Cyber-hackers are using increasingly sophisticated and complex malicious software that can make early detection of fraudulent activity difficult. To protect themselves, financial institutions need not only technological excellence but also effective training mechanisms to promote vigilance among their workforce. While cybersecurity software is extremely useful, cyber-protection must begin at home, with knowledgeable staff who are equipped to recognise and thwart cyber-breaches. This can be accomplished only with constructive staff cyber-training.
Ransomware, one of the fastest-growing malware hazards of the 21st century, continues to threaten businesses and public institutions around the world. Mostly targeting computers and mobile devices, it quickly spreads across networks, quietly encrypting every data file it finds until the entire system is compromised.
How Can Banks Solve the Challenge of Preventing Financial Crime and Yet Deliver A Seamless Customer Onboarding Experience?
The scourge of financial crime is increasing. It’s being driven by organised crime rings, fuelled with billions of compromised data records, who are systematically and methodically targeting financial services firms with sophisticated application fraud attacks that use stolen or falsified identities in an effort to obtain new accounts.
SWIFT has a long history of enabling financial institutions to communicate with each other reliably and securely; thousands of banks use the SWIFT network for interbank messaging. Faced with the twin threats of intensifying cybercrime and growing compliance requirements, banks are scrambling to be secure and compliant while also profitable. SWIFT has developed robust financial-crime solutions that assist its members to comply with the gamut of regulations—from AML to KYC—profitably.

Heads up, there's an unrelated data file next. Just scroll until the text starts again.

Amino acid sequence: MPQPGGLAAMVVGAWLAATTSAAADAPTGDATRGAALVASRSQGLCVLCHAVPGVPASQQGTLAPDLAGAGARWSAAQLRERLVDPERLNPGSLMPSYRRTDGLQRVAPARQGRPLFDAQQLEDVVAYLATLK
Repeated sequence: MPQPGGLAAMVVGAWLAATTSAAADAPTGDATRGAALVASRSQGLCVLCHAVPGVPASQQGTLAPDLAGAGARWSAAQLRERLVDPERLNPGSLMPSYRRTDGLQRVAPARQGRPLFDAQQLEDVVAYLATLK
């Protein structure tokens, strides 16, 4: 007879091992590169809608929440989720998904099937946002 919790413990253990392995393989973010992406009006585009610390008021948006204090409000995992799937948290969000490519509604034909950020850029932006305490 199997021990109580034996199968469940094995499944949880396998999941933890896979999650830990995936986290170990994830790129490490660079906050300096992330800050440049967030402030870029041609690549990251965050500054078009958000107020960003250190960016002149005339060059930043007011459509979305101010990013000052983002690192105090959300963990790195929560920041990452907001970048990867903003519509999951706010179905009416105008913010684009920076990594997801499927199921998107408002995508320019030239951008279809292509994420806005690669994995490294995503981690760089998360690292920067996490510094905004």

Banks are supposed to put up sturdy walls to protect the sensitive financial information that they closely guard, but sometimes these silos work to the benefit of the fraudsters intent on breaking in and stealing it. When bank teams work together, they present a much stronger unified barrier against cyber-criminals. What five steps do banks need to take to make this collaboration happen?
Cyberattacks have become one of the biggest threats, not only to business but to society at large. Cybercriminals, hacktivists and nation states are now capable of deploying malicious code to bring down everything from corporates to critical infrastructure in an instant.
The banking industry in Ukraine has been beset by conditions so dire—from rampant fraud in its main banks, threats of war to foreign capital flight—that some thought it would never fully recover. Yet with help from international partners, the government, under the leadership of the National Bank of Ukraine, is making impressive strides toward putting its banking sector back on solid, fruitful ground.
ATM crime will always exist in one form or another. The European Association for Secure Transactions (EAST)found that in 2016 transaction reversal fraud was up 147% compared to 2015, highlighting how certain types of attacks are becoming more prevalent in some geographical areas.
While most people associate cybercriminals with hacking and security breaches, many of them have begun exploiting vulnerabilities in the e-commerce industry as well, using a new scheme called transaction laundering.
Financial services organisations remain a firm favourite for cyber criminals. Industry reports suggest that hackers target financial service firms 300% more often than any other sector – and this situation is unlikely to change.